Thinking that one can stop thinking is a common belief that many people hold when they come to a mindfulness meditation class. The short answer is that it is in the mind’s nature to think and, for this reason, the thoughts can’t be stopped. What can be done is that one can learn to work with the thoughts and change how we relate to them.
Here are some ideas for the “how to”.
When a thought arises and you realize you are paying attention to it rather than the breath, the first strategy would be to try to let go of the thought and gently and kindly return your attention back to the breath. You can expect that you may have to do this over and over and over. While this can be discouraging, see it as an opportunity to practice patience and determination. In time, as you learn to pay attention to other aspects of your experience, the dominance of the thinking mind will reduce.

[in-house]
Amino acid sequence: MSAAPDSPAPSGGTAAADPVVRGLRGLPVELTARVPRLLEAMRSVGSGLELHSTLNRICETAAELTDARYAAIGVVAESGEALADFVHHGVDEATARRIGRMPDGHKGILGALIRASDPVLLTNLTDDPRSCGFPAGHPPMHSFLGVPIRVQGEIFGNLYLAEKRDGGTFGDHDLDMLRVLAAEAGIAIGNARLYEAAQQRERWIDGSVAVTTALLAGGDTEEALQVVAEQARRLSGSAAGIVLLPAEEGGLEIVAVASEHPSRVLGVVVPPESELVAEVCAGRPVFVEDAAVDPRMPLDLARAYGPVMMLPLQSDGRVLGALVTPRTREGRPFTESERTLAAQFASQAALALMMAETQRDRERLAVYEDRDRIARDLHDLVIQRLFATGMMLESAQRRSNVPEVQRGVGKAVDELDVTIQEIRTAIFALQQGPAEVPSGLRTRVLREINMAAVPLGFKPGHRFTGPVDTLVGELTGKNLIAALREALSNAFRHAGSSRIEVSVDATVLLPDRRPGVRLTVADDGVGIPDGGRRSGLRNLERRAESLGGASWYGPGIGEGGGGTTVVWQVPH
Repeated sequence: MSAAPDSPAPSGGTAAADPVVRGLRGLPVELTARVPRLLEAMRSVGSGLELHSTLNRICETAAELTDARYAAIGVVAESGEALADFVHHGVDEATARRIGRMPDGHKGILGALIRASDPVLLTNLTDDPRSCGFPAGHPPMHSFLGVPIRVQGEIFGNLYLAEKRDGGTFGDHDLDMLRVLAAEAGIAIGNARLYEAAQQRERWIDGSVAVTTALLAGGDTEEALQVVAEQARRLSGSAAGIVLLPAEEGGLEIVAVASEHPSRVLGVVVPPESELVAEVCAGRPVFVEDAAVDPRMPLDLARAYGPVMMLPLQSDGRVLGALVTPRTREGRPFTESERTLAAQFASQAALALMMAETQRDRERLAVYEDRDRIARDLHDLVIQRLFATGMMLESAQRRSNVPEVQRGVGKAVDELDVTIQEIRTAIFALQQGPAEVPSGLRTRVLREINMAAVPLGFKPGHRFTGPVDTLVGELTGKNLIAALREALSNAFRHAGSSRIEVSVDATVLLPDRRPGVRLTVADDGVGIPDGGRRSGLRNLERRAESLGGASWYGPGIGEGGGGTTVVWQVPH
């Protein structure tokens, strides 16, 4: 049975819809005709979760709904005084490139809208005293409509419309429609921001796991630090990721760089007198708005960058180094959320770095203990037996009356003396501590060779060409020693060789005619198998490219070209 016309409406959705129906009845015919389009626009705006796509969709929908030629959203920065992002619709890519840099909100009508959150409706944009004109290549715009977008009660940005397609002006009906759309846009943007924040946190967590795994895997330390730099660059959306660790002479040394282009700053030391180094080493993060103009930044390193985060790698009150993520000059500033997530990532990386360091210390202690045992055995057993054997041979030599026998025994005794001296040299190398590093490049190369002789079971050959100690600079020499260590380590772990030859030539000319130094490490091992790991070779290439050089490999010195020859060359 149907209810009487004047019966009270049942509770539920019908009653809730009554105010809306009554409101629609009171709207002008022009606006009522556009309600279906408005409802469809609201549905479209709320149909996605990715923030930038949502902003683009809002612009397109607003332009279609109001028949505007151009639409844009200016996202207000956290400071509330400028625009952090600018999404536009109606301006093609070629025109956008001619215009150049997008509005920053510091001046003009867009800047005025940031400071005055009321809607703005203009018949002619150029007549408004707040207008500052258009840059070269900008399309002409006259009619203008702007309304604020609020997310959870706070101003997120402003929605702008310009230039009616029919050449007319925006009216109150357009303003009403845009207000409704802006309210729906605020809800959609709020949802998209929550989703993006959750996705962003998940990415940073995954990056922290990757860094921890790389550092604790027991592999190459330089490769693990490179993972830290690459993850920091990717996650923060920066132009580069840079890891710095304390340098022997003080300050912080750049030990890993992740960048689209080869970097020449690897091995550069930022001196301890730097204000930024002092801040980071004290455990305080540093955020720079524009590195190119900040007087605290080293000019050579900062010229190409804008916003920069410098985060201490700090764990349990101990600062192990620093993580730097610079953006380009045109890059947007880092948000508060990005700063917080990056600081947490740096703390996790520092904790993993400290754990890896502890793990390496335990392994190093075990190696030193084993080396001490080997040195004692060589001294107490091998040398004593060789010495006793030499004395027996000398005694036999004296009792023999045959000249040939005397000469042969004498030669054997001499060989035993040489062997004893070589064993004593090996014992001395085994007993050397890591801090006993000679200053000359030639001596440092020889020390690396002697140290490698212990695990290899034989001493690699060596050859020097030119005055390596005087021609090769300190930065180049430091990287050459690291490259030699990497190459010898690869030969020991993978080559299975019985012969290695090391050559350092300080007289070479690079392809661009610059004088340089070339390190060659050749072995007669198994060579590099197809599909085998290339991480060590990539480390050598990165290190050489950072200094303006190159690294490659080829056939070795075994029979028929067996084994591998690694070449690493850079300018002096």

In the event that the thoughts continue to capture your attention and it continues to be difficult to have the majority of attention focused on the breath, try this. Expand the field of awareness of the breath to include your thoughts. Consider taking the stance of an observer and entertain the idea that your thoughts could be represented by a river in the mind. Depending upon the characteristics of the thoughts, it may seem like you may have anything from a raging rapid to an almost dry stream running through your mind. In the image, place yourself on the bank of the river and imagine you are observing your thoughts from this place. Make sure you place yourself high enough on the bank in order to contact a place of calmness and safety, well out of the way of the currents of the mind.